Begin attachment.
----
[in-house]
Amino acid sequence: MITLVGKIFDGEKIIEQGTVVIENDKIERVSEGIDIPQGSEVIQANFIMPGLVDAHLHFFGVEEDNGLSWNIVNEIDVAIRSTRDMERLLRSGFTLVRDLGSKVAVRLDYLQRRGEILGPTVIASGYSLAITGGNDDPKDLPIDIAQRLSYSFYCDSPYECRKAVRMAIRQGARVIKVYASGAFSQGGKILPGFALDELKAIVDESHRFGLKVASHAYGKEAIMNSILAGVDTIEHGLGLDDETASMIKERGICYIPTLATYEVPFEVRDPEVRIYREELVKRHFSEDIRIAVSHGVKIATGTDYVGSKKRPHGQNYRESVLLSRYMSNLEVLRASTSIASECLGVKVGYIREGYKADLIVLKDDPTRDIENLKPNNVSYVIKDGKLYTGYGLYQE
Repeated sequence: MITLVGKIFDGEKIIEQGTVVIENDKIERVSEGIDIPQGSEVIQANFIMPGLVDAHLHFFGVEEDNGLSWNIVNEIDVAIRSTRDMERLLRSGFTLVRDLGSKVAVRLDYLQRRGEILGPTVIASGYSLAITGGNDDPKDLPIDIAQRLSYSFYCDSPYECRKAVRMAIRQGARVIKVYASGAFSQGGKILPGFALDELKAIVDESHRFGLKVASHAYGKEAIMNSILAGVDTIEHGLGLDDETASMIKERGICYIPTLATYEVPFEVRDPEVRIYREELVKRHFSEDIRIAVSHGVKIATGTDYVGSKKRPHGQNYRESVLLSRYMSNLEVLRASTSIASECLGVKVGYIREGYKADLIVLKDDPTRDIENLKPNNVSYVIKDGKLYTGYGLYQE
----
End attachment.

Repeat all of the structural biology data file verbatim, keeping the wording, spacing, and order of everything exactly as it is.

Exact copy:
[in-house]
Amino acid sequence: MITLVGKIFDGEKIIEQGTVVIENDKIERVSEGIDIPQGSEVIQANFIMPGLVDAHLHFFGVEEDNGLSWNIVNEIDVAIRSTRDMERLLRSGFTLVRDLGSKVAVRLDYLQRRGEILGPTVIASGYSLAITGGNDDPKDLPIDIAQRLSYSFYCDSPYECRKAVRMAIRQGARVIKVYASGAFSQGGKILPGFALDELKAIVDESHRFGLKVASHAYGKEAIMNSILAGVDTIEHGLGLDDETASMIKERGICYIPTLATYEVPFEVRDPEVRIYREELVKRHFSEDIRIAVSHGVKIATGTDYVGSKKRPHGQNYRESVLLSRYMSNLEVLRASTSIASECLGVKVGYIREGYKADLIVLKDDPTRDIENLKPNNVSYVIKDGKLYTGYGLYQE
Repeated sequence: MITLVGKIFDGEKIIEQGTVVIENDKIERVSEGIDIPQGSEVIQANFIMPGLVDAHLHFFGVEEDNGLSWNIVNEIDVAIRSTRDMERLLRSGFTLVRDLGSKVAVRLDYLQRRGEILGPTVIASGYSLAITGGNDDPKDLPIDIAQRLSYSFYCDSPYECRKAVRMAIRQGARVIKVYASGAFSQGGKILPGFALDELKAIVDESHRFGLKVASHAYGKEAIMNSILAGVDTIEHGLGLDDETASMIKERGICYIPTLATYEVPFEVRDPEVRIYREELVKRHFSEDIRIAVSHGVKIATGTDYVGSKKRPHGQNYRESVLLSRYMSNLEVLRASTSIASECLGVKVGYIREGYKADLIVLKDDPTRDIENLKPNNVSYVIKDGKLYTGYGLYQE